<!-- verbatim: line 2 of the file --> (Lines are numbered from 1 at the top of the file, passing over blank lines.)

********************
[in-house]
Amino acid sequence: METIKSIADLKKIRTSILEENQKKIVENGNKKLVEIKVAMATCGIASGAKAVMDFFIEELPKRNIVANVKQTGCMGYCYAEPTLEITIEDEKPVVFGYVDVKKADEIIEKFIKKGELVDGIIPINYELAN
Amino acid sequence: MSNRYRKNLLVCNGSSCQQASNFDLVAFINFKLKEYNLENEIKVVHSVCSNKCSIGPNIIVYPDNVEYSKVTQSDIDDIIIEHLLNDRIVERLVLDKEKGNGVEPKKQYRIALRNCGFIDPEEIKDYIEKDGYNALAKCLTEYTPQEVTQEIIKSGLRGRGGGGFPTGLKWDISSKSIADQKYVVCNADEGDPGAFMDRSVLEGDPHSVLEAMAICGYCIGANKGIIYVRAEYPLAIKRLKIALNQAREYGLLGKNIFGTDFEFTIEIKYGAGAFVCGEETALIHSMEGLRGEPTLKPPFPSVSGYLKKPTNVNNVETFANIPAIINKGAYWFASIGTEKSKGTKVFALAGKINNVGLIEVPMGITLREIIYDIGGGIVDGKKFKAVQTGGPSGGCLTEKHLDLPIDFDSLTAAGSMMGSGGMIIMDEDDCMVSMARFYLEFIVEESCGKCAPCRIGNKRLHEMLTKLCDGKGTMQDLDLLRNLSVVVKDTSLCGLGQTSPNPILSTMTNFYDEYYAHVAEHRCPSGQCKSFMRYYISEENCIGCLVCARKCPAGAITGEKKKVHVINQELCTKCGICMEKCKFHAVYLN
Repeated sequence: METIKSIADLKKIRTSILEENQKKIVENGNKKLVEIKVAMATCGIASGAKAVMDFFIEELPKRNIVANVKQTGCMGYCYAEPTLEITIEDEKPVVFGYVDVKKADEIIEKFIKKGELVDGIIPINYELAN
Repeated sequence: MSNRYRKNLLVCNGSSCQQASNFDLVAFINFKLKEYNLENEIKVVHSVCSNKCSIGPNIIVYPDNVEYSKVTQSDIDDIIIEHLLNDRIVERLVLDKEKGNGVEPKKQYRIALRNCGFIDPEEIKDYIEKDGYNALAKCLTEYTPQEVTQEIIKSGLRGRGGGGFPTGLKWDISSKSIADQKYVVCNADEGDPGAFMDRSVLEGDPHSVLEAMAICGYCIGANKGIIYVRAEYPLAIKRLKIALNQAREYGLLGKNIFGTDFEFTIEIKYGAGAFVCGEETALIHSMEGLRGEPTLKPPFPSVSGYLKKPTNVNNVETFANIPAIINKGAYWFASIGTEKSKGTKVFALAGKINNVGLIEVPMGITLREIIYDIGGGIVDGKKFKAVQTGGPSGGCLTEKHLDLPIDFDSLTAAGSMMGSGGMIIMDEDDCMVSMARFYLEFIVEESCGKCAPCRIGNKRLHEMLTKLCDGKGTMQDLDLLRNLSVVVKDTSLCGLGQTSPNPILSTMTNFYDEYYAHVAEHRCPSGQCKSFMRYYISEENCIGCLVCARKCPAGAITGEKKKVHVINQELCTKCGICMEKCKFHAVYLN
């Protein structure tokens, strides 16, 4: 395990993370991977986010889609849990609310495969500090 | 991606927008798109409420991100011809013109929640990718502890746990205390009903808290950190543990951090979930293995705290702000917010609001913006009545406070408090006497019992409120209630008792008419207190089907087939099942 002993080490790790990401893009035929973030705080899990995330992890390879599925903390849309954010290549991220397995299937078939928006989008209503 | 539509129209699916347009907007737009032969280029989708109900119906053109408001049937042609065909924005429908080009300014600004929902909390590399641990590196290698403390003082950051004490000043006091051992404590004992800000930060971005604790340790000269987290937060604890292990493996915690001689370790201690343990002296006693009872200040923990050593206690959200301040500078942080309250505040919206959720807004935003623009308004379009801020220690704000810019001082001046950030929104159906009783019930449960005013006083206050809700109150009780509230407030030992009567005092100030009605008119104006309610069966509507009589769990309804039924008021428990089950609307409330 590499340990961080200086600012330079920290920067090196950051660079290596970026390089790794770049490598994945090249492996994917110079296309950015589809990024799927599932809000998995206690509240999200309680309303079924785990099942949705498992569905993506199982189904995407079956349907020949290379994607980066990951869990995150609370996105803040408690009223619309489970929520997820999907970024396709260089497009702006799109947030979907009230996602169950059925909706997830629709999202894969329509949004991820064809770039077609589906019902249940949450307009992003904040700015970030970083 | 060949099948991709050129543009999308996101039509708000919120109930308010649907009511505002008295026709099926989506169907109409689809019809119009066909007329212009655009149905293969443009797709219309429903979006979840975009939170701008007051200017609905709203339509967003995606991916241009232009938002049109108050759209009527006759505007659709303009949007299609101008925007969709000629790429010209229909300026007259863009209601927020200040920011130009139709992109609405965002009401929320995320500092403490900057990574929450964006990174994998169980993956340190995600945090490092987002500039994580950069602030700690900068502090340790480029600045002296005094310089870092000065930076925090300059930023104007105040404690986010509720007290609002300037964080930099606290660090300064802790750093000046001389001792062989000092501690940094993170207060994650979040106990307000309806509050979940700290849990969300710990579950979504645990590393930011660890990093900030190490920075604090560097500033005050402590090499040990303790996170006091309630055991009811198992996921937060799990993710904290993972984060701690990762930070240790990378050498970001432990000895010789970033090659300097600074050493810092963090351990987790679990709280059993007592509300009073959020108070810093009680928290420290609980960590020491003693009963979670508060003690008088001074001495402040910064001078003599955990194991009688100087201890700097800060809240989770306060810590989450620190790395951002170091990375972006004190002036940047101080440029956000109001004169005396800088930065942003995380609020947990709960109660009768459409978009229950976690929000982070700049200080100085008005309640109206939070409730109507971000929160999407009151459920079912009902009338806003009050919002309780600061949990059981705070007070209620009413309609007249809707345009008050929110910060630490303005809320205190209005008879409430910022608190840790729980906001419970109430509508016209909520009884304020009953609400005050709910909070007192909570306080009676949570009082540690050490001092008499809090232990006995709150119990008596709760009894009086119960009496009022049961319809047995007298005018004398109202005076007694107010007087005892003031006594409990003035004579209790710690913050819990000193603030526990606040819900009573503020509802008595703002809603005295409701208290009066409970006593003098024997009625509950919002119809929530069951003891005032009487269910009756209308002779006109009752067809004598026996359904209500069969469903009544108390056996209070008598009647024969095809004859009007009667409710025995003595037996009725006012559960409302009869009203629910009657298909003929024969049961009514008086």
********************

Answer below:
Amino acid sequence: METIKSIADLKKIRTSILEENQKKIVENGNKKLVEIKVAMATCGIASGAKAVMDFFIEELPKRNIVANVKQTGCMGYCYAEPTLEITIEDEKPVVFGYVDVKKADEIIEKFIKKGELVDGIIPINYELAN